D.C.'s New Attorney General Says Congress Has Not Blocked Legal Marijuana in the Nation's Capital

By | December 31, 2014

Karl Racine, the newly elected attorney general
of Washington, D.C., says a congressional
spending restriction
aimed at stopping the District from
legalizing marijuana does not actually accomplish that. Although
the rider will prevent the D.C. Council from licensing and
regulating marijuana businesses, Racine says, it cannot nullify
Inititiative 71, the ballot measure that eliminates penalties for
possession, sharing, and home cultivation. That’s because the rider
applies only to enactment of Initiative 71, which happened the day
voters approved it.

“We think Initiative 71 was basically self-enacted, just as the
congresswoman does,” Racine
told
 The Washington Post, referring to Eleanor
Holmes Norton, the District’s nonvoting congressional delegate. “We
think there’s good support for that position, and we’re going to
support that position.” Racine thus agrees with Norton,
D.C. Council Chairman Phil Mendelson, and leading Democrats in the
House that Rep. Andy Harris (R-Md.) made a fatal error when he
narrowed his rider so that it barred the District from spending
money to “enact” rather than “enact or carry out” marijuana
legalization.

Harris
claims
 the amendment, which is part of the omnius spending
bill approved by Congress a few weeks ago, “prevents the ultimate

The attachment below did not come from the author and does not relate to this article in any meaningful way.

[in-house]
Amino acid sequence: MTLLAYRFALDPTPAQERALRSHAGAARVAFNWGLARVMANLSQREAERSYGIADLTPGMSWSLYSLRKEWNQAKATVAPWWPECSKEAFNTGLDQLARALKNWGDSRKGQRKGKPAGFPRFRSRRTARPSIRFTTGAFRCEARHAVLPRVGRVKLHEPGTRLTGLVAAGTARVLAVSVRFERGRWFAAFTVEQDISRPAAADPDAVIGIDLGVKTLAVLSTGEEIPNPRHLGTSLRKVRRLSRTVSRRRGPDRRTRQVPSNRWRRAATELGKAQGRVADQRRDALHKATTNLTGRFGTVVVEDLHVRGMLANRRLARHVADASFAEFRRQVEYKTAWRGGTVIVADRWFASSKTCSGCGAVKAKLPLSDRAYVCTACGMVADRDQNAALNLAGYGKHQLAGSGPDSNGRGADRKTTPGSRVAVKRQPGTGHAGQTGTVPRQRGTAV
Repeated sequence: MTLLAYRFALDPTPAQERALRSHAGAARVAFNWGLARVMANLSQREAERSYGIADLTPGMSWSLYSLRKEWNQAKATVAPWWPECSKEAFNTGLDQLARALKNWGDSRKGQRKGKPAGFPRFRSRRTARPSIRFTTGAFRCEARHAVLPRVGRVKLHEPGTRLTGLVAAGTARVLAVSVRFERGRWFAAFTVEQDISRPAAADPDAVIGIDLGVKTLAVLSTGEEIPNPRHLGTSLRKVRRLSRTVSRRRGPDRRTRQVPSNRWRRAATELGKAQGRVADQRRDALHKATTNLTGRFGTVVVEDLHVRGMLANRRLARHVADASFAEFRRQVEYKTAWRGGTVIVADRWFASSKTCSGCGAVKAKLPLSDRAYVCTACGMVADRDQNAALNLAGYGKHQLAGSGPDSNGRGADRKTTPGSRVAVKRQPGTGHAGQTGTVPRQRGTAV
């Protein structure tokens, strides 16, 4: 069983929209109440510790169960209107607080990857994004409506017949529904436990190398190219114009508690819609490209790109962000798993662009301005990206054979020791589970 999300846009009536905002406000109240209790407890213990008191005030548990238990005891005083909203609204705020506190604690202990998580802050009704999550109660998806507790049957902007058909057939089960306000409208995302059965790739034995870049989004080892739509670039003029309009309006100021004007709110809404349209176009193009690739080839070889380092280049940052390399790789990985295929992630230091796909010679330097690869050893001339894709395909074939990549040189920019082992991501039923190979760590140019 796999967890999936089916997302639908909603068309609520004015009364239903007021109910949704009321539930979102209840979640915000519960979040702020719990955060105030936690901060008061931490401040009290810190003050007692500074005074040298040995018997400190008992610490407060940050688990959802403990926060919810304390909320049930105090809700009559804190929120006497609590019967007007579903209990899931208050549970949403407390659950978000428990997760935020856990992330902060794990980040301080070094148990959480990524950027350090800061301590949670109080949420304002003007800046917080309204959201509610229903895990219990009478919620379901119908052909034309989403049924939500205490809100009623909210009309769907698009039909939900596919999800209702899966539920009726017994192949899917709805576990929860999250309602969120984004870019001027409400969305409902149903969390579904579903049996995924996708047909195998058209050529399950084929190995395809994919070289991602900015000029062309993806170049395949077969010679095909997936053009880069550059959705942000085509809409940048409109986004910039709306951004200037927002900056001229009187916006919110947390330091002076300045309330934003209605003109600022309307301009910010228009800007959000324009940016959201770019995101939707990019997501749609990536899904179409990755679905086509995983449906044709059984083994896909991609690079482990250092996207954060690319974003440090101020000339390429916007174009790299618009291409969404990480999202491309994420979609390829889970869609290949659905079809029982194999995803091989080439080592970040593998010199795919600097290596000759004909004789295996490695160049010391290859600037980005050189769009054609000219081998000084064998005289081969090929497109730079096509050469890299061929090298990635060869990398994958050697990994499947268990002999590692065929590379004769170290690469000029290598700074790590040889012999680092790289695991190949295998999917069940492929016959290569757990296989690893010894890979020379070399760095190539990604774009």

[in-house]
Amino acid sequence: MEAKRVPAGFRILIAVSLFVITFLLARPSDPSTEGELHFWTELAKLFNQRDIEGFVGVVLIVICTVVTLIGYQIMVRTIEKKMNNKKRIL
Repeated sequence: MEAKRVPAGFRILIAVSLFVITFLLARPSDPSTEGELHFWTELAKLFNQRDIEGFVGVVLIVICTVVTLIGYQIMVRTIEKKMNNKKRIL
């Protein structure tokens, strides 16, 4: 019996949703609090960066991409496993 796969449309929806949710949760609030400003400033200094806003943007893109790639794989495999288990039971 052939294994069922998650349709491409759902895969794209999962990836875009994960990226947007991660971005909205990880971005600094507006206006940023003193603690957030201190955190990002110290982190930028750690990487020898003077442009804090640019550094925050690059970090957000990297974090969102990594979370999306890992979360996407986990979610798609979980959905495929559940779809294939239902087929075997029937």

enactment of the ballot initiative.” But under the District of Columbia Home
Rule Act
, the initiative takes effect automatically unless
Congress passes a joint resolution rejecting it no later than 30
legislative days after Mendelson officially submits it for review,
which he plans to do next month. In the
unlikely
event that Congress passes a resolution and President
Obama signs it before the review period expires, the resolution
“shall be deemed to have repealed” the initiative, which seems
inconsistent with Harris’ position that the initiative has not
really been enacted yet.

Category: Liberty
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One thought on “D.C.'s New Attorney General Says Congress Has Not Blocked Legal Marijuana in the Nation's Capital

  1. Walter Schwenk

    Good news. We need to “end the war” on hemp and cannabis asap, and in every way possible, in every locale.

    Reply

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